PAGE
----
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Beermaker’s Bonds Signal Erdogan Uncompromising: Turkey Credit

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June 7 (Bloomberg) -- Bondholders in Turkey’s biggest brewer are signaling that protesters who’ve taken over Istanbul’s Taksim Square face disappointment as Prime Minister Recep Tayyip Erdogan indicated he won’t cede to their demands.

The November 2022 dollar-denominated bonds of Anadolu Efes Biracilik Malt Sanayii AS slid to a record 87.5 cents today, with the yield rising above 5 percent from 3.5 percent a month ago, as investors waited for Turkey’s president to approve or veto a law restricting alcohol sales. The yield was more than 200 basis points higher than similarly-rated securities from Denver, Colorado-based Molson Coors Brewing Co.

Erdogan accused the demonstrators at a press conference in Tunis yesterday of violating laws and damaging state property, while the protesters list his increasingly autocratic style and disdain for a secular lifestyle among their concerns. The alcohol law passed by parliament last month includes a ban on the promotion of liquor. President Abdullah Gul has until June 12 to rule on the measures.

The draft legislation on alcohol “has prompted a drastic back-up in Efes bond yields,” Julian Rimmer, a trader at CF Global Trading UK Ltd. in London, who covers Turkey and Russia, said by e-mail yesterday. “Suggestions that Gul may veto or modify the bill arrested the fall in price, but as opposing ideologies clash and opinions polarize, there seems little prospect for an improvement” for Efes bondholders, he said.

Ottoman Barracks

Yields on Turkey’s two-year benchmark notes rose 46 basis points yesterday before paring increases with a 17 basis-point decline to 6.61 percent at 1:05 p.m. in Istanbul today. The lira gained 0.3 percent to 1.8869 per dollar.

Hundreds of thousands of Turks have poured onto the streets since police initiated a crackdown on protesters occupying Gezi Park, an Istanbul green space, to protest its conversion into an Ottoman Barracks and possibly a shopping mall under a government redevelopment project. The protests have so far led to three deaths and wounded about 4,000 people nationwide, the Taksim Platform, a group representing the protesters, said yesterday.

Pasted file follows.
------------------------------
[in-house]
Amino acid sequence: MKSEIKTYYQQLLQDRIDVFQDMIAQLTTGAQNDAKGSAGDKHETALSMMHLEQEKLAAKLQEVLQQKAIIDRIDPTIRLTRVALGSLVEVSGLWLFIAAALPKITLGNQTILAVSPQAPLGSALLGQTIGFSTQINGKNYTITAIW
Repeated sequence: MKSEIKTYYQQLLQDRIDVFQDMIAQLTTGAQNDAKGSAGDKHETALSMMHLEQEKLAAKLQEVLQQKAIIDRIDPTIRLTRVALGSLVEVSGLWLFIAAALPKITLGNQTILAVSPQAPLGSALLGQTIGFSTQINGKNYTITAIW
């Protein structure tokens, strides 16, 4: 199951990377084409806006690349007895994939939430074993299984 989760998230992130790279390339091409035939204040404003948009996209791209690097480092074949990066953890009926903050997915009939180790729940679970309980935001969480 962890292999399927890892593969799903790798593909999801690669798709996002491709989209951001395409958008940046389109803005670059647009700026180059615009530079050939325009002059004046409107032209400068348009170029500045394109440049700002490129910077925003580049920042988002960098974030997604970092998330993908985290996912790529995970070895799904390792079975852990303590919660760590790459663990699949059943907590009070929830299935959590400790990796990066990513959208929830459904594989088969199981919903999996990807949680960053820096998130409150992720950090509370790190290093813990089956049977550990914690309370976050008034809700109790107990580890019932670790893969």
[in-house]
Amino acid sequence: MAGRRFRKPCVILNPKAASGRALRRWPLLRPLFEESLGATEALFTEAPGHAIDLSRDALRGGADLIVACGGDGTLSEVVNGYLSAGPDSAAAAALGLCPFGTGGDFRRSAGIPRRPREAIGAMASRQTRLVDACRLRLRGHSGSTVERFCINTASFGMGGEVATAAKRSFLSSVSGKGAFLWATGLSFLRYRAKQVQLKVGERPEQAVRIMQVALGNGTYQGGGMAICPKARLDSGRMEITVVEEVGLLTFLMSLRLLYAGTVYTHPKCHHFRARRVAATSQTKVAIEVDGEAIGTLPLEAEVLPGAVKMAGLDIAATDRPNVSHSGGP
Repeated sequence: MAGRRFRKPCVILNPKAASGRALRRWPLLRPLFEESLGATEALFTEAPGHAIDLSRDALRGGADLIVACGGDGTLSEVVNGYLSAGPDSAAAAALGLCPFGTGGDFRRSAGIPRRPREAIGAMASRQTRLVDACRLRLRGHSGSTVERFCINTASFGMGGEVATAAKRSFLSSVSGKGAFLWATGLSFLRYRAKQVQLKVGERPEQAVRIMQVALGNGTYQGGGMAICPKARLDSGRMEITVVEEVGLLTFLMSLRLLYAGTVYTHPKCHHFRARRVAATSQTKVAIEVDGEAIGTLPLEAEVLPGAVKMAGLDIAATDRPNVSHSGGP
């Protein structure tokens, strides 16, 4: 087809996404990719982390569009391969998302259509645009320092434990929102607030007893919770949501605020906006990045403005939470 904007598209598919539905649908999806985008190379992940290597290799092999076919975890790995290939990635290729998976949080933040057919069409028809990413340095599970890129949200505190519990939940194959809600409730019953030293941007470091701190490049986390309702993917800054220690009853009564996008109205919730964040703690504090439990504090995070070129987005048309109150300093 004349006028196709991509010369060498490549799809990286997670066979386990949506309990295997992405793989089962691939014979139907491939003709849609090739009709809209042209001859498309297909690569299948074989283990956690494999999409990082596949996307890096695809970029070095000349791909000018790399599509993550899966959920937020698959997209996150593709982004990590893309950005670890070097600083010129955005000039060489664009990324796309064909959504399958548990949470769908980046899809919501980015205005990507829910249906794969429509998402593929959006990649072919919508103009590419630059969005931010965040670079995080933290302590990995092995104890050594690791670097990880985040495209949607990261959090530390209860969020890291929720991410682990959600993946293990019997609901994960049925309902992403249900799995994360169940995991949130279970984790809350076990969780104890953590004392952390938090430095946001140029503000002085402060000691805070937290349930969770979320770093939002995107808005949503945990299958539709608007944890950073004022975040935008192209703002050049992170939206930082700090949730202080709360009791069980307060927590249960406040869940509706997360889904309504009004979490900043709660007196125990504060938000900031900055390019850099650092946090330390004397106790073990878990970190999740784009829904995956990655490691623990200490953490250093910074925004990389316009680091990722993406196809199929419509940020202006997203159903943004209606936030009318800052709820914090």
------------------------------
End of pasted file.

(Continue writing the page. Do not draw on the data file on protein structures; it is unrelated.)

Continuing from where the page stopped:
Gul has asked advisers to examine the “social perception” of the alcohol measures as well as legal and constitutional aspects, Radikal newspaper reported yesterday. Gul has adopted a more conciliatory tone than the prime minister, who said at the press conference that “the state can’t be managed through bargaining.”

Bus Barricades

Taksim has been turned into a police-free zone, blocked off by a series of barricades that include city buses and official vehicles overturned and burned by the protesters. Occupants of the park shared beers and chanted for Erdogan’s resignation. Walls have been newly coated with graffiti reading “Serefe Tayyip,” or “Cheers, Tayyip.”

“The patience of the people has run out following a series of restrictions by the government from the sale of alcohol to the celebration of national days that are part of the secular tradition’s identity,” Mustafa Hilmi Oral, a medical worker, said at a rally near Taksim Square on the night of June 1. “Opposition to the government has brought these people here.”

The yield on Anadolu Efes’s bonds has increased 168 basis points since May 9, compared with a 122 basis-point increase in Turkish electronics producer Arcelik AS’s 2023 bonds and a 130 basis-point climb in lender Turkiye Garanti Bankasi AS’s 2022 bonds.

‘Combative Tone’

Erdogan’s “combative tone” and refusal to compromise may undermine lira-denominated assets further, Inan Demir, chief economist for Finansbank AS in Istanbul, said by e-mail yesterday.

The alcohol law passed by Parliament bans the promotion of liquor, restricts drinking scenes on television, outlaws sales near houses of worship or schools and ends retail sales at night, among other measures.

The lira is down 0.6 percent this week, the Istanbul stock market has dropped 10 percent and benchmark two-year government bond yields are up 54 basis points, or 0.54 percentage point.

The cost to protect against losses in Turkish debt using credit-default swaps rose 40 basis points this week to 172, heading for the biggest increase since September 2011 and climbing 15 basis points above Brazil’s. The swaps pay off should a government renege on its debt obligations, with a higher value representing greater perceived risk of default.

“I am not sensing from the administration much willingness to pull the new legislation, as it seems to have strong backing” from deputies of Erdogan’s Justice and Development Party, or AKP, Tim Ash, chief emerging-markets economist for Standard Bank Group Ltd. in London, said by e-mail yesterday. “Even if Gul vetoes the bill, it is likely to be re-submitted.”

To contact the reporter on this story: Benjamin Harvey in Istanbul at bharvey11@bloomberg.net

To contact the editor responsible for this story: Gavin Serkin at gserkin@bloomberg.net